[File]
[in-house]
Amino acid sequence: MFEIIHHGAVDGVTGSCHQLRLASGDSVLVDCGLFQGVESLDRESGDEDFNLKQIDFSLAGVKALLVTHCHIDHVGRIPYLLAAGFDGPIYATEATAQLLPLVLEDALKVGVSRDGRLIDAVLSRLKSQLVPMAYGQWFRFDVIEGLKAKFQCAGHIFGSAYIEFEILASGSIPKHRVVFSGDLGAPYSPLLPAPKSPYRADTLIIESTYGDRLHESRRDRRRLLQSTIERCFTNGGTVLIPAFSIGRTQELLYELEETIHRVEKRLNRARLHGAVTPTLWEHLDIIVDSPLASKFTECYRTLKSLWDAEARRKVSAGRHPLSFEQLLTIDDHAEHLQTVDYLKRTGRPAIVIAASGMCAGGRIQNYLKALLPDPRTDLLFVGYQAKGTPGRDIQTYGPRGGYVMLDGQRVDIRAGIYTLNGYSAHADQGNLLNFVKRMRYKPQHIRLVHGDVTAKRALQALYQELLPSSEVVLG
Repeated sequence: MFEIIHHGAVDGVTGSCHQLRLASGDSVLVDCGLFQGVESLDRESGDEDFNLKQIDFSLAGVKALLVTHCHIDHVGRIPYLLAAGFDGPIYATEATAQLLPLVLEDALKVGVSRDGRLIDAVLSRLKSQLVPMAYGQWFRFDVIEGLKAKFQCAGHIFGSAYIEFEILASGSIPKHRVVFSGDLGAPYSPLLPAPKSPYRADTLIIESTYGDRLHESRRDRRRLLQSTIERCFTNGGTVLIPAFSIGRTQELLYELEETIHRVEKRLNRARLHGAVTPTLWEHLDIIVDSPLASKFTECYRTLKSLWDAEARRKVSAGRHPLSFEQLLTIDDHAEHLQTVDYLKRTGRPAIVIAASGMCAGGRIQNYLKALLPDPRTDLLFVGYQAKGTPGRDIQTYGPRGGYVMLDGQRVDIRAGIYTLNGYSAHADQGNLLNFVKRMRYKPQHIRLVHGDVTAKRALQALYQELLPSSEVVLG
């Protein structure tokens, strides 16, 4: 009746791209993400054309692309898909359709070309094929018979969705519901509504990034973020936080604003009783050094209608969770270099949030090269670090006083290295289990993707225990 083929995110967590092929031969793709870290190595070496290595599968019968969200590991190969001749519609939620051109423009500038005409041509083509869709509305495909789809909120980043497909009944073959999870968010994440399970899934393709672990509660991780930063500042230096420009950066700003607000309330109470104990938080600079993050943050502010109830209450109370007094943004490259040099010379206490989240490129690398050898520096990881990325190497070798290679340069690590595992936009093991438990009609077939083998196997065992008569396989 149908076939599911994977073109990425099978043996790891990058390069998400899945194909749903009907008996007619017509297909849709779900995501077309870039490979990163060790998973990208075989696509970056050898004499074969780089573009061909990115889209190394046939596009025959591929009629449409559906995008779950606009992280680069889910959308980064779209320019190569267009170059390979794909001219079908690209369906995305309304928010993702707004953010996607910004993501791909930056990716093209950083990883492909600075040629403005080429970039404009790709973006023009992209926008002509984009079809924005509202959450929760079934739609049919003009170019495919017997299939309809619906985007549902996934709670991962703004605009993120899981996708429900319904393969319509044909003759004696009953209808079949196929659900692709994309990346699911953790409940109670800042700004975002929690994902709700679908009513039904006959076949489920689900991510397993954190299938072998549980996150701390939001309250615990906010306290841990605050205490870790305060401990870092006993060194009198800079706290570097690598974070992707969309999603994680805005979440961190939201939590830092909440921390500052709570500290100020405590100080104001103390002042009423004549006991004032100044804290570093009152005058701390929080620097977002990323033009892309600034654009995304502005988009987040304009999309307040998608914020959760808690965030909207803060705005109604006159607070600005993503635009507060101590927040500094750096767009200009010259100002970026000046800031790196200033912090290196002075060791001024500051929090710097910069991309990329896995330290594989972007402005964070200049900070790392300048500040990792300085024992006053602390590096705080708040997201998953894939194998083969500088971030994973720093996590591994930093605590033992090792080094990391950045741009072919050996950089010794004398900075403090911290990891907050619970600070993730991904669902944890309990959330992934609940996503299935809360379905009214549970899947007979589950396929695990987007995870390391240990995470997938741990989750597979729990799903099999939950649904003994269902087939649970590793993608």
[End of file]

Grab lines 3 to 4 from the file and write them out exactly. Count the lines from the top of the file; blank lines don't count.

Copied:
Repeated sequence: MFEIIHHGAVDGVTGSCHQLRLASGDSVLVDCGLFQGVESLDRESGDEDFNLKQIDFSLAGVKALLVTHCHIDHVGRIPYLLAAGFDGPIYATEATAQLLPLVLEDALKVGVSRDGRLIDAVLSRLKSQLVPMAYGQWFRFDVIEGLKAKFQCAGHIFGSAYIEFEILASGSIPKHRVVFSGDLGAPYSPLLPAPKSPYRADTLIIESTYGDRLHESRRDRRRLLQSTIERCFTNGGTVLIPAFSIGRTQELLYELEETIHRVEKRLNRARLHGAVTPTLWEHLDIIVDSPLASKFTECYRTLKSLWDAEARRKVSAGRHPLSFEQLLTIDDHAEHLQTVDYLKRTGRPAIVIAASGMCAGGRIQNYLKALLPDPRTDLLFVGYQAKGTPGRDIQTYGPRGGYVMLDGQRVDIRAGIYTLNGYSAHADQGNLLNFVKRMRYKPQHIRLVHGDVTAKRALQALYQELLPSSEVVLG
């Protein structure tokens, strides 16, 4: 009746791209993400054309692309898909359709070309094929018979969705519901509504990034973020936080604003009783050094209608969770270099949030090269670090006083290295289990993707225990 083929995110967590092929031969793709870290190595070496290595599968019968969200590991190969001749519609939620051109423009500038005409041509083509869709509305495909789809909120980043497909009944073959999870968010994440399970899934393709672990509660991780930063500042230096420009950066700003607000309330109470104990938080600079993050943050502010109830209450109370007094943004490259040099010379206490989240490129690398050898520096990881990325190497070798290679340069690590595992936009093991438990009609077939083998196997065992008569396989 149908076939599911994977073109990425099978043996790891990058390069998400899945194909749903009907008996007619017509297909849709779900995501077309870039490979990163060790998973990208075989696509970056050898004499074969780089573009061909990115889209190394046939596009025959591929009629449409559906995008779950606009992280680069889910959308980064779209320019190569267009170059390979794909001219079908690209369906995305309304928010993702707004953010996607910004993501791909930056990716093209950083990883492909600075040629403005080429970039404009790709973006023009992209926008002509984009079809924005509202959450929760079934739609049919003009170019495919017997299939309809619906985007549902996934709670991962703004605009993120899981996708429900319904393969319509044909003759004696009953209808079949196929659900692709994309990346699911953790409940109670800042700004975002929690994902709700679908009513039904006959076949489920689900991510397993954190299938072998549980996150701390939001309250615990906010306290841990605050205490870790305060401990870092006993060194009198800079706290570097690598974070992707969309999603994680805005979440961190939201939590830092909440921390500052709570500290100020405590100080104001103390002042009423004549006991004032100044804290570093009152005058701390929080620097977002990323033009892309600034654009995304502005988009987040304009999309307040998608914020959760808690965030909207803060705005109604006159607070600005993503635009507060101590927040500094750096767009200009010259100002970026000046800031790196200033912090290196002075060791001024500051929090710097910069991309990329896995330290594989972007402005964070200049900070790392300048500040990792300085024992006053602390590096705080708040997201998953894939194998083969500088971030994973720093996590591994930093605590033992090792080094990391950045741009072919050996950089010794004398900075403090911290990891907050619970600070993730991904669902944890309990959330992934609940996503299935809360379905009214549970899947007979589950396929695990987007995870390391240990995470997938741990989750597979729990799903099999939950649904003994269902087939649970590793993608």